米国人が使う「now you’re talking（そうだね）」というあいづちの裏には、「ようやく本気を出したね」という意味が込められている。気候変動対策に本腰を入れるとは、言葉による約束を実行に移すということであり、それも思い切った策でなければならない。
Snow-capped mountain ranges no longer have snow. Citizens fear they'll lose access to water. And farmers continue to draw scarce groundwater.
So what can California do to shore up its dwindling water supply?
Climate change is an area where the United States needs to lead, says former Governor of New Mexico and WRI Board member Bill Richardson. Doing so will create a better planet for our children and a more prosperous future for our country.
The new US commitment to tackling climate change is a serious and achievable plan. The country will double its rate of emissions cuts between 2020 and 2025, reducing emissions 26 to 28 percent below 2005 levels by 2025.
In response to the United States’ submission of its proposed climate action plan to the United Nations, known as its “intended nationally determined contribution” (INDC), World Resources Institute board members released the following statements:
Felipe Calderón, former President of México, Chair of the Global Commission on the Economy and Climate and Board Member, WRI:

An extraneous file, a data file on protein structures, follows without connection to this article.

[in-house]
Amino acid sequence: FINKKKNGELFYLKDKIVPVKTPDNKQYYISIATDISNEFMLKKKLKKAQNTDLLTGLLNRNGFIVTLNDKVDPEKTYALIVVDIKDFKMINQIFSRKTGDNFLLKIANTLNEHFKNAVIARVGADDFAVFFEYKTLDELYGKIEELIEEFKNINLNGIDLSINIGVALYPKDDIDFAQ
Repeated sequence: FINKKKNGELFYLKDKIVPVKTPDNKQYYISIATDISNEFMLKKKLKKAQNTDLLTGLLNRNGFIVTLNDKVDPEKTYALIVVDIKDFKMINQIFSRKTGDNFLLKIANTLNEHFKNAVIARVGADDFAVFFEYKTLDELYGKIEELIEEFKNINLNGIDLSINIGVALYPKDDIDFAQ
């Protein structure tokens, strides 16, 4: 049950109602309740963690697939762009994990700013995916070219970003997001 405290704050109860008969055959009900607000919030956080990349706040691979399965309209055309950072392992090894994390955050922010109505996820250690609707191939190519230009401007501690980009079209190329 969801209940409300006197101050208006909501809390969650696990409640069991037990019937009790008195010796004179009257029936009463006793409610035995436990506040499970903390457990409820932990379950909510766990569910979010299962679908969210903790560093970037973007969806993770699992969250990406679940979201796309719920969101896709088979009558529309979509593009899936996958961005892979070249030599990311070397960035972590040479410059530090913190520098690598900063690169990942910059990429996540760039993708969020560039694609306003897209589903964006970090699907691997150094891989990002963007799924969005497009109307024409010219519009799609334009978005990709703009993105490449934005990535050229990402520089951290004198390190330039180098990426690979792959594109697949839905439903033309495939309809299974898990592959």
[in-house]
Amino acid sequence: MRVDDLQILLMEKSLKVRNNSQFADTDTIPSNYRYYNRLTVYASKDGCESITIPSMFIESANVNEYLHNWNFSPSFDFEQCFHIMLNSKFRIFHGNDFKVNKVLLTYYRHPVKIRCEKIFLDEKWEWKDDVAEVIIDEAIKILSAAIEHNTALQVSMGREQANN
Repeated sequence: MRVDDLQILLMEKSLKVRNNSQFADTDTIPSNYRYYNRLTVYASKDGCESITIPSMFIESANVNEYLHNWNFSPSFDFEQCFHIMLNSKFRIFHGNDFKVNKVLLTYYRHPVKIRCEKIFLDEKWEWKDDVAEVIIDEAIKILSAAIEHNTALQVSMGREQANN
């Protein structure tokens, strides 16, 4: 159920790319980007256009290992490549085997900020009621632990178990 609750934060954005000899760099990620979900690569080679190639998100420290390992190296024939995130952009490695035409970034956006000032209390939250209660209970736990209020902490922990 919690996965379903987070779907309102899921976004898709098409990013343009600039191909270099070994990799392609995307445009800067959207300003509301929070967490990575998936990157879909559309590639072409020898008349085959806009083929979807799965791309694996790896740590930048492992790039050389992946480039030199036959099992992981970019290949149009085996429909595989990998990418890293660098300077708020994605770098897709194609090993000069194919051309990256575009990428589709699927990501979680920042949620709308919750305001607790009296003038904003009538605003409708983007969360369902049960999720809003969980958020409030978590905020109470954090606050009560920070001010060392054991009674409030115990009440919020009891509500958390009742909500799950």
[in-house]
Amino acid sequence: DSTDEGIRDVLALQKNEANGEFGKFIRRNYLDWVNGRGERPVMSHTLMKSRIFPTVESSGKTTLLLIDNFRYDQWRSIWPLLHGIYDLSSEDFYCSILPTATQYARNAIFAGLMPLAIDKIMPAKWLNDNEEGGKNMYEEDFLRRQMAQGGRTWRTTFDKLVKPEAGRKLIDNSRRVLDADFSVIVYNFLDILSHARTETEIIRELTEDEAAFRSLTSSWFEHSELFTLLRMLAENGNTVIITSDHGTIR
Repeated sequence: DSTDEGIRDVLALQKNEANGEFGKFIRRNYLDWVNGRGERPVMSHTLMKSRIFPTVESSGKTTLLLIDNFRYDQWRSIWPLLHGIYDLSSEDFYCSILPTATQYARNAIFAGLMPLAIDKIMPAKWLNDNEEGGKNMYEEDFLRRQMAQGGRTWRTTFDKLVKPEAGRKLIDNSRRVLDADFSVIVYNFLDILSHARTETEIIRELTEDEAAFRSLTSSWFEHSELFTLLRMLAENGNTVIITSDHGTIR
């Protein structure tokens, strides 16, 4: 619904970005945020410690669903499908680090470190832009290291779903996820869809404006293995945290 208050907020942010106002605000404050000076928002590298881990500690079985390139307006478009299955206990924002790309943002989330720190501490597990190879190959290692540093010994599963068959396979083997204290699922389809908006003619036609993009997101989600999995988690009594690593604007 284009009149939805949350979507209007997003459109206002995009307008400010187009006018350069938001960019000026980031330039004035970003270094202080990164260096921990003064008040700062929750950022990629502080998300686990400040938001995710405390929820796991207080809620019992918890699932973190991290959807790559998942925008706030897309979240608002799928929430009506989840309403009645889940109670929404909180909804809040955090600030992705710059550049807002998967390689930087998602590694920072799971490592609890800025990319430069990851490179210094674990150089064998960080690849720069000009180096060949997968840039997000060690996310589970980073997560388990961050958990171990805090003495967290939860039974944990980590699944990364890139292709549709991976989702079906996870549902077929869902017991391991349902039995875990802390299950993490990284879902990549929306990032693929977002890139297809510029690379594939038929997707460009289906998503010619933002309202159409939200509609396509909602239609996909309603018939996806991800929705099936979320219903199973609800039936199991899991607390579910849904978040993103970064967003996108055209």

The United States submitted its proposed climate action plan, known as its “intended nationally determined contribution” (INDC) for inclusion in the global climate agreement to be finalized in Paris this December. The proposal includes a target to cut greenhouse gas emissions between 26 to 28 percent below 2005 levels by 2025.
Following is a statement by Jennifer Morgan, Global Director, Climate Program, WRI:
Hydrofluorocarbons (HFCs), potent greenhouse gases commonly used as refrigerants, are a small but rapidly growing component of U.S. greenhouse gas emissions. Fortunately, climate-friendly substitutes exist, and some of these alternatives can even create net savings for consumers.
Boston received 98 inches of snow this season, California faces an epic drought and the American West experienced warmer-than-average temperatures.
What’s going on with this extreme weather, and what does it have to do with global climate change?
Today, President Obama released his 2016 Budget Request outlining the administration’s spending plans for the coming fiscal year. The request includes $500 million in funding for the Green Climate Fund, and $230 million for the Climate Investment Funds. The budget allocation to the Green Climate Fund is part of the $3 billion pledge the U.S. made in November 2014, while $230 million requested for the Climate Investment Funds would complete a commitment made under the Bush Administration in 2008.
All eyes are on India this week, as President Obama is set to make an unprecedented second trip to meet with Prime Minister Narendra Modi.
While the leaders’ discussions will address several issues, including nuclear energy and trade, climate and clean energy will be a central part of the agenda. So it’s a tremendous opportunity for the two countries to make substantive progress on shifting to low-carbon, climate-resilient pathways.